by Betty Zubritsky
I”ve loaded lots of dogs on lots of haulers. Bye bye honey. Be good and I love you. There were tearspots on their heads when they disappeared into their compartments, and they carried my heart with them, where-ever they might be going. I have loved them all, and I would never see them again.
This time, it was different. I suspect the folks who do seasonal venues are used to this, but it was a first for me. I was going where they were going and we’d meet up in a couple days. No tears. Not a single one. Just patient hands and encouraging words and the promise that “I’ll see you on the other side”. The hauler dudes stood aside while I transferred my precious dogs from their beds to the trailer, carefully choosing who could ride with whom, who had to ride alone. It was going to be a long trip, and I needed them all to arrive safely. No squabbles in the trailer, please.
I didn’t WANT to double Muffin with anybody. My special boy, the love of my life (keep in mind that lives are short and I have lots of them), I wanted him to have a compartment all his own. But the heathens had already gobbled up all the single spots and my Muffin had to share. I paused beside the hauler dudes, Muffin in hand. “This is my Boyfriend. If anything happens to him on this trip, I will hunt you down and hurt you.” The hauler dudes nodded their understanding, with just the right amount of fear in their eyes. They believed me.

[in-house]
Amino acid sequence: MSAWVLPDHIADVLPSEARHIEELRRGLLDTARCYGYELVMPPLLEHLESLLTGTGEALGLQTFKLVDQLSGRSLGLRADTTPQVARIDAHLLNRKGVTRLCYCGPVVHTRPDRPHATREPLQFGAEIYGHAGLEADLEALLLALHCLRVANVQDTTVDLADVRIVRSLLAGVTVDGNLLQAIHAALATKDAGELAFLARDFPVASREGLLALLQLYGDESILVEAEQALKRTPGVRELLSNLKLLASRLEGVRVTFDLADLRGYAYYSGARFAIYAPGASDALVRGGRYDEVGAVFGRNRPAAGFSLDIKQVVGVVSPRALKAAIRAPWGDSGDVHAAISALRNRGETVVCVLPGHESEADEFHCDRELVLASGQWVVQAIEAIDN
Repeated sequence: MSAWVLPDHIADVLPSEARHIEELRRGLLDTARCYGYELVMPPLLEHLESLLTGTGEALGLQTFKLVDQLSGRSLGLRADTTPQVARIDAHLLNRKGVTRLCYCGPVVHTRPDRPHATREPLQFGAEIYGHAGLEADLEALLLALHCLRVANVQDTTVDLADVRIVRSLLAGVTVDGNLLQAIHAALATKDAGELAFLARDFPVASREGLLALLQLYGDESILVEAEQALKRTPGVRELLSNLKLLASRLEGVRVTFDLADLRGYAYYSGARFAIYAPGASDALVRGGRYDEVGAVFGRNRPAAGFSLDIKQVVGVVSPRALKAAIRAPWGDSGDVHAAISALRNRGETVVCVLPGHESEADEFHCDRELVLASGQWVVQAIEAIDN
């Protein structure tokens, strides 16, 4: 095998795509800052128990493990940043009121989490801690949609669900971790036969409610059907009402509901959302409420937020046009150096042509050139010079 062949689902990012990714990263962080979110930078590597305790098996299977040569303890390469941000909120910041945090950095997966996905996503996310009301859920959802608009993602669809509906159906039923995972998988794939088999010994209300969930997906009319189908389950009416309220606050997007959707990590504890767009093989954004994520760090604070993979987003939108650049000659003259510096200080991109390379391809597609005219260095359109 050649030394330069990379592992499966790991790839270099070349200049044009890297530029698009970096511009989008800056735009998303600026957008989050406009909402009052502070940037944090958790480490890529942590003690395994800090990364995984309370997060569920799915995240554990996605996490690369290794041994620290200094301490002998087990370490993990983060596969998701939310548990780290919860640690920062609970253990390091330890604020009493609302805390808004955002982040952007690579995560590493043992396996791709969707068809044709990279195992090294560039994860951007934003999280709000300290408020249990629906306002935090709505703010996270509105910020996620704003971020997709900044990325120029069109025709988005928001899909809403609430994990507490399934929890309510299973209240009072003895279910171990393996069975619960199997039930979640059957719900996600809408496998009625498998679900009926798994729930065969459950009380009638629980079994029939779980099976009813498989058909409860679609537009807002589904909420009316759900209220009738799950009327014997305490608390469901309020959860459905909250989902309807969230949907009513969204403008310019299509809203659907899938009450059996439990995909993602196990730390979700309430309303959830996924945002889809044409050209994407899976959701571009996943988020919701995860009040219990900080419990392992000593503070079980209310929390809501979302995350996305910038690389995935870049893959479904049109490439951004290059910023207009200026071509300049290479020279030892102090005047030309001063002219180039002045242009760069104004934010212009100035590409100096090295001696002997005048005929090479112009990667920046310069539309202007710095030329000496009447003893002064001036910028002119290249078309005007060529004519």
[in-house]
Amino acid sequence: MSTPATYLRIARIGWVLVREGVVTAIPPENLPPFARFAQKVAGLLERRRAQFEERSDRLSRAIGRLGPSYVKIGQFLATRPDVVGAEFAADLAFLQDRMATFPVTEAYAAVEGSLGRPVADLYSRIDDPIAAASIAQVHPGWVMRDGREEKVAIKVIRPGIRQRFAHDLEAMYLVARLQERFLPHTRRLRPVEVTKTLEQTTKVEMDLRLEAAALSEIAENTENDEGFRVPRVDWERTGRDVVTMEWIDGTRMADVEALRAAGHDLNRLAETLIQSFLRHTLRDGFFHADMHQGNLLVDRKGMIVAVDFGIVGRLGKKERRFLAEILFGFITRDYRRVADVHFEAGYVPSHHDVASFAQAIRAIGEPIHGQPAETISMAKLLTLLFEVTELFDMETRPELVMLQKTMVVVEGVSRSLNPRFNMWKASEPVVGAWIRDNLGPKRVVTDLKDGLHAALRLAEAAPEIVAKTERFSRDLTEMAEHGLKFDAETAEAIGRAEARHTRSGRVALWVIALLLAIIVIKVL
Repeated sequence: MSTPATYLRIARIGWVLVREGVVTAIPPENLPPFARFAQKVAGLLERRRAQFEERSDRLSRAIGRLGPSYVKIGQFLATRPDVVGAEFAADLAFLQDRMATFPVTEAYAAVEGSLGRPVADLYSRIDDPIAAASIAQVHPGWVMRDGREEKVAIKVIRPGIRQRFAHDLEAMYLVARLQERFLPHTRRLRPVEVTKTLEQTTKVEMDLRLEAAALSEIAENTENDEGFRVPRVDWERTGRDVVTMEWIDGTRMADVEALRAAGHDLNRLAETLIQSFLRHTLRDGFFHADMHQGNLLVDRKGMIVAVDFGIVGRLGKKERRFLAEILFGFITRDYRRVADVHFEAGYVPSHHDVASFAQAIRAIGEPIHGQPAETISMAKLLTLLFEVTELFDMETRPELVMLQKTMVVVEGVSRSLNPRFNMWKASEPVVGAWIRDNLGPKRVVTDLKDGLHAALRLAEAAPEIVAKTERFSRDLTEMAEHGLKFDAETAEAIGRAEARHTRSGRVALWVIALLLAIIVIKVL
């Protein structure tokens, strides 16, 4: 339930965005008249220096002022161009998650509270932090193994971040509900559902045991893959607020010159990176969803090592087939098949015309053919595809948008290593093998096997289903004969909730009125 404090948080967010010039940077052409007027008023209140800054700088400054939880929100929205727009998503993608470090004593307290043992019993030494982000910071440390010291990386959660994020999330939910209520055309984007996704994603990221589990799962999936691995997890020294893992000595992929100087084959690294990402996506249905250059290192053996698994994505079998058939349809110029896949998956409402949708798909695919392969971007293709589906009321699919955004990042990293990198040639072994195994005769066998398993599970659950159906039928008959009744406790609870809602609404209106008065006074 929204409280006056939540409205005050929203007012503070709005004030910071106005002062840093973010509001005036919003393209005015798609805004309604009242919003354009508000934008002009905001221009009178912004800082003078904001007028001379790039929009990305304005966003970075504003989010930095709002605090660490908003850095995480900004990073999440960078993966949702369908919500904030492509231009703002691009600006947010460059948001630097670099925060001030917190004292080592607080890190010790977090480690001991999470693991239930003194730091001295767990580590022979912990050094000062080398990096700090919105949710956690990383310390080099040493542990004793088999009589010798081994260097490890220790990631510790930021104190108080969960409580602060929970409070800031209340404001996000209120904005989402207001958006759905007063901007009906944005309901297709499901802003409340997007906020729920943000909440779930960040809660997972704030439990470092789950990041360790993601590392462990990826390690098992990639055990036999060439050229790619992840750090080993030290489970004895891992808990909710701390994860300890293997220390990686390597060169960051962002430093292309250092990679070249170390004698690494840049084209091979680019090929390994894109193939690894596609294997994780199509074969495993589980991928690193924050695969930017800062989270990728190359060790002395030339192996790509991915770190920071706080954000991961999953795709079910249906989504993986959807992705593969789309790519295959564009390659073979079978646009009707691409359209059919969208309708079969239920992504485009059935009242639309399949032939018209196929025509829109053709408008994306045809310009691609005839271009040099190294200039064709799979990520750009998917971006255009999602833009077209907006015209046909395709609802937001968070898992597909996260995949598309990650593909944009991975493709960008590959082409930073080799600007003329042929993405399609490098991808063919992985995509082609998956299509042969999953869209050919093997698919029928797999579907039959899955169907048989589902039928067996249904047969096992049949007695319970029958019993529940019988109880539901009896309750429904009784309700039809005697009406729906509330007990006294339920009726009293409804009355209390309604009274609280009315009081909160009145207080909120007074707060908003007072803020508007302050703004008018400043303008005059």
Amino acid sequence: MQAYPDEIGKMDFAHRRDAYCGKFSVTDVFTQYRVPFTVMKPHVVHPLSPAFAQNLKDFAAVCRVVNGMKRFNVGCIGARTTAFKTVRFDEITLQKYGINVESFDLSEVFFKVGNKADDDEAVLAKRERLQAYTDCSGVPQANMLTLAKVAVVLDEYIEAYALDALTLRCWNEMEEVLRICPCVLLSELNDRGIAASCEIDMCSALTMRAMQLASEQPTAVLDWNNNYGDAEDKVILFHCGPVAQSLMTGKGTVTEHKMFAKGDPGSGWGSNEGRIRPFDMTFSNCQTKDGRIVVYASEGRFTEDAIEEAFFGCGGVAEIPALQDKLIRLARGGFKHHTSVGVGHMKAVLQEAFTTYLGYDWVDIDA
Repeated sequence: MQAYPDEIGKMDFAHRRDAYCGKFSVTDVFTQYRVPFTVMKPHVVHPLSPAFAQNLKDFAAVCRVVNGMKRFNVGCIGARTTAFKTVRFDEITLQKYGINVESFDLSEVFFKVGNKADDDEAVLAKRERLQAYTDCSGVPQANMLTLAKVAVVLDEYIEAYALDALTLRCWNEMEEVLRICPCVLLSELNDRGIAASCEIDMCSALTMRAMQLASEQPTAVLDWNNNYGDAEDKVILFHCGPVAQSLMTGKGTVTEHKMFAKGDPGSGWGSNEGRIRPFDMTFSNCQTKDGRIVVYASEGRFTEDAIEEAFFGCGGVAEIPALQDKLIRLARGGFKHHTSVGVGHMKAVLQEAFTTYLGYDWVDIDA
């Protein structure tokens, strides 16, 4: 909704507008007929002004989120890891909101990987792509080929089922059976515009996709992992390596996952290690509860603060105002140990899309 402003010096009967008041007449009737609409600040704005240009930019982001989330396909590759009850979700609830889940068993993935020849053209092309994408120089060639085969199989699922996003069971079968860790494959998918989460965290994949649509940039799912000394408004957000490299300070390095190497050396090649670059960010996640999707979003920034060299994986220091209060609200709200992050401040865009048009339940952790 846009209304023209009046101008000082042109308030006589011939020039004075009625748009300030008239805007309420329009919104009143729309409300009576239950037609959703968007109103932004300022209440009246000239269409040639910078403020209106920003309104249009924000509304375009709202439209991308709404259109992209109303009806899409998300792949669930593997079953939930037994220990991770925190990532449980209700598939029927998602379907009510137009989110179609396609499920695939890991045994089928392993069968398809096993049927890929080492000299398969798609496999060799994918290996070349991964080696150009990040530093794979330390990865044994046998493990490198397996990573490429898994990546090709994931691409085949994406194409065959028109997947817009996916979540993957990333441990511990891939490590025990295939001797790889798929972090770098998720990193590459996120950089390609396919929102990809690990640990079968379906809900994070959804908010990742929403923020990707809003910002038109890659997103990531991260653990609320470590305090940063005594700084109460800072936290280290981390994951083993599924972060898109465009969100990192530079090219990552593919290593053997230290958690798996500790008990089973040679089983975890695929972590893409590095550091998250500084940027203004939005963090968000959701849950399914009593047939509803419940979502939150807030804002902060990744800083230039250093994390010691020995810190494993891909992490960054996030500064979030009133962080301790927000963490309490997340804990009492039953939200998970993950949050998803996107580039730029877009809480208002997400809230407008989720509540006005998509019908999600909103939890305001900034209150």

Ok, it wasn’t fear. Stupid little me wasn’t going to cause any bodily harm on these guys, and they knew it. But they got the message.
And I loaded ObNob with Cheeze, delivering the same threat. One hair out of place, you guys are toast. “How many of these are there???” the hauler guys asked. Well, they’re all important, but that’s all the Boyfriends. Drive safe.